47. 47.

    Hsu, F. et al. The UCSC known genes. Bioinformatics 22, 1036–1046 (2006).

  48. 48.

    Love, M. I., Huber, W. & Anders, S. Moderated estimation of fold change and dispersion for RNA-Seq data with DESeq2. Genome Biol. 15, 550 (2014).

  49. 49.

    Kim, D., Langmead, B. & Salzberg, S. L. HISAT: a fast spliced aligner with low memory requirements. Nat. Methods 12, 357–360 (2015).

  50. 50.

    Marini, F. pcaExplorer: Interactive Visualization of RNA-Seq Data Using a Principal Components Approach R package version 2.3.0. (2017).

Download references

Acknowledgements

The authors thank G. L. Keller and Veterinary Services staff for support in completing the animal work, J. M. Kofron for kind assistance with the IVIS Spectrum microCT imaging and B. Donnelly for assistance with the protein work. This work was funded in part by NIH grants P30 DK078392 (DHC Pilot and Feasibility Award to M.M.M.; DNA sequencing and iPSCs core facilities) and NIH NIDKK grant 1K99DK110414-02 (to M.M.M.), as well as an Athena Blackburn Research Scholar Award in neuroenteric diseases from the American Gastroenterology Association (to M.M.M.) and a ‘New Team’ grant (BOGUS to M.M.M.) from the Bioregate Regenerative Medicine Cluster, University of Nantes and Pays de la Loire Region. The Dunn, Helmrath and Wells laboratories are members of the Intestinal Stem Cell Consortium, supported by NIDDK and NIAID (U01DK103117 to M.A.H.). This research was also supported in part by the Cincinnati Children’s Research Foundation and the Cincinnati Biobank, as well as the Better Outcomes for Children Biorepository.

Author information

Author notes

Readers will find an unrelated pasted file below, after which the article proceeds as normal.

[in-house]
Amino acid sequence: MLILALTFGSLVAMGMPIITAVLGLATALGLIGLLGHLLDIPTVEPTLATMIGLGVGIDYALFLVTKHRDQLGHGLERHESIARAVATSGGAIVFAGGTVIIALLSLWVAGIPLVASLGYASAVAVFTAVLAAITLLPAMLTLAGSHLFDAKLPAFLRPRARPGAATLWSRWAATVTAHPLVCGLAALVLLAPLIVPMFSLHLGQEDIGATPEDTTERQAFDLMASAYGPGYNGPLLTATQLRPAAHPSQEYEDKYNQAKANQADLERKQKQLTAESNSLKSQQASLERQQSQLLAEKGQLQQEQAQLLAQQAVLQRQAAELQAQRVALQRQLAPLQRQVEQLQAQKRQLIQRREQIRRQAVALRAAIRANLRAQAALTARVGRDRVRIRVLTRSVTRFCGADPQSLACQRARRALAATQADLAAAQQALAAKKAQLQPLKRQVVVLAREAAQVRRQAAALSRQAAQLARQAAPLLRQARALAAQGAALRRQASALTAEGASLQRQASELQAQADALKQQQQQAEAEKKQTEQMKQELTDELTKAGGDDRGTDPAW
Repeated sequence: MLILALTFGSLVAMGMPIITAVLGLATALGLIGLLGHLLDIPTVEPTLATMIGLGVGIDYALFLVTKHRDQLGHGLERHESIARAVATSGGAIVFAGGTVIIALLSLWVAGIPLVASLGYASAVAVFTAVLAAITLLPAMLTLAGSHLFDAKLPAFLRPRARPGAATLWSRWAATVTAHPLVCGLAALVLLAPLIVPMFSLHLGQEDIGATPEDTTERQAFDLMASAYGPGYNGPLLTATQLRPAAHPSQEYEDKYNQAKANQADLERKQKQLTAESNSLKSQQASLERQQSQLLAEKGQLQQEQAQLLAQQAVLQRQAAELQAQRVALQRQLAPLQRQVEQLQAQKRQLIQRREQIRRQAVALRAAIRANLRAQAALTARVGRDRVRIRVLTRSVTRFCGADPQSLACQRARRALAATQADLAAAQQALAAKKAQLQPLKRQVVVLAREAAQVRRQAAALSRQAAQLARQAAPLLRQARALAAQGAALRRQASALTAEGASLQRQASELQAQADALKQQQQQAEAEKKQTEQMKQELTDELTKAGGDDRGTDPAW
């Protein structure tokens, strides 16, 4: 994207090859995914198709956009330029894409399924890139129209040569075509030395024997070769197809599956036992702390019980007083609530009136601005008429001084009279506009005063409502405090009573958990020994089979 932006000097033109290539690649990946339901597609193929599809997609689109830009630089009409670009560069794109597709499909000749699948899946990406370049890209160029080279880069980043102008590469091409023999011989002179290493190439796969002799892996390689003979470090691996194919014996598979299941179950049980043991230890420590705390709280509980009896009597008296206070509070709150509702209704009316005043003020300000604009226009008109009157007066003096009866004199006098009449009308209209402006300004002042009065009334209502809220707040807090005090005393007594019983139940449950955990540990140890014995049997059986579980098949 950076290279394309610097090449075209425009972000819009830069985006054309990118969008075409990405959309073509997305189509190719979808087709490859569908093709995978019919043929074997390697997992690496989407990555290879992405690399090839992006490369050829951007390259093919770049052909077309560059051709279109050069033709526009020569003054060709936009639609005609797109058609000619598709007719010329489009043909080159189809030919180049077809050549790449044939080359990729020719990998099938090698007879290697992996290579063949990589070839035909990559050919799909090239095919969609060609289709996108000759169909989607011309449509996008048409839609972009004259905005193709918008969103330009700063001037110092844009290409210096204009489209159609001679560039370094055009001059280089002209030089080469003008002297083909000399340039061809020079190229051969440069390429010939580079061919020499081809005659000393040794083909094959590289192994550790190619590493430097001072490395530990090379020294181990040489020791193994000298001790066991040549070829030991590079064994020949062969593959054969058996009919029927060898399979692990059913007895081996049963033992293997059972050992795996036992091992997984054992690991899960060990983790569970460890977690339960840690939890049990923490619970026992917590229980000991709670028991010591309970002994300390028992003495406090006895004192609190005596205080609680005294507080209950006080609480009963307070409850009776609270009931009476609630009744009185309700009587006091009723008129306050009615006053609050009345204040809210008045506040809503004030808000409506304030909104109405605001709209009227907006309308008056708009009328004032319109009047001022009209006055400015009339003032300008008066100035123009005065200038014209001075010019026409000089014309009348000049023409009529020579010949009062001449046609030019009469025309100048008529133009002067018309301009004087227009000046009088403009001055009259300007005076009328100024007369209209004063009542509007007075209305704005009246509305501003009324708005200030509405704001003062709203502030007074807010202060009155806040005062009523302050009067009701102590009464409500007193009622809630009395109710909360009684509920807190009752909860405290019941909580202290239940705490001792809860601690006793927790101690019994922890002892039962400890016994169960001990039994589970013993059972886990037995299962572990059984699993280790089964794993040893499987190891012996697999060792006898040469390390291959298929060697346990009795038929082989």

• James C. Y. Dunn

    Present address: Department of Pediatric Surgery, Stanford University, Stanford, CA, USA

    • Maxime M. Mahe

    Present address: INSERM UMR 1235–TENS, INSERM, University of Nantes, Nantes, France

Affiliations

  1. Division of Pediatric General and Thoracic Surgery, Cincinnati Children’s Hospital Medical Center, Cincinnati, OH, USA

    • Holly M. Poling
    • , Nicole Brown
    • , Taylor A. Hausfeld
    • , Michael A. Helmrath
    •  & Maxime M. Mahe
  2. Department of Allergy and Immunology, Cincinnati Children’s Hospital Medical Center, Cincinnati, OH, USA

    • David Wu
    •  & Simon P. Hogan
  3. Department of Pathology, Dartmouth–Hitchcock Medical Center, Lebanon, NH, USA

    • Michael Baker
  4. Department of Bioengineering, University of California, Los Angeles, Los Angeles, CA, USA

    • Nhan Huynh
    •  & James C. Y. Dunn
  5. Department of Surgery, University of California, Los Angeles, Los Angeles, CA, USA

    • Nhan Huynh
    •  & James C. Y. Dunn
  6. CNRS UMR 6004-LS2N, CNRS, University of Nantes, Nantes, France

    • Samuel Chaffron
  7. Department of Bioengineering, Stanford University, Stanford, CA, USA

    • James C. Y. Dunn
  8. Division of Developmental Biology, Cincinnati Children’s Hospital Medical Center, Cincinnati, OH, USA

    • James M. Wells
  9. Division of Endocrinology, Cincinnati Children’s Hospital Medical Center, Cincinnati, OH, USA

    • James M. Wells

Authors

  1. Search for Holly M. Poling in:

  2. Search for David Wu in:

  3. Search for Nicole Brown in:

  4. Search for Michael Baker in:

  5. Search for Taylor A. Hausfeld in:

  6. Search for Nhan Huynh in:

  7. Search for Samuel Chaffron in:

  8. Search for James C. Y. Dunn in:

  9. Search for Simon P. Hogan in:

  10. Search for James M. Wells in:

  11. Search for Michael A. Helmrath in:

  12. Search for Maxime M. Mahe in:

Contributions

H.M.P. and M.M.M. conceived and designed the study. H.M.P., D.W., T.A.H., M.A.H. and M.M.M. performed the experiments and collected the data. N.B. generated the HIOs. N.H. and J.C.Y.D. manufactured the springs. H.M.P., D.W., S.C. and M.M.M. analysed the data. H.M.P., M.B., S.P.H., J.M.W., M.A.H. and M.M.M. interpreted the experimental findings. H.M.P. and M.M.M. prepared the figures and drafted the manuscript. H.M.P., S.P.H., J.M.W., M.A.H. and M.M.M. made critical revisions to the manuscript. All authors approved the final version of the manuscript.

Competing interests

The authors declare no competing interests.

Corresponding author

Correspondence to Maxime M. Mahe.

Supplementary information

  1. Supplementary Information

    Supplementary methods, figures and tables.

  2. Reporting Summary

About this article

Publication history

Received

Accepted

Published

DOI

https://doi.org/10.1038/s41551-018-0243-9

Rights and permissions

To obtain permission to re-use content from this article visit RightsLink.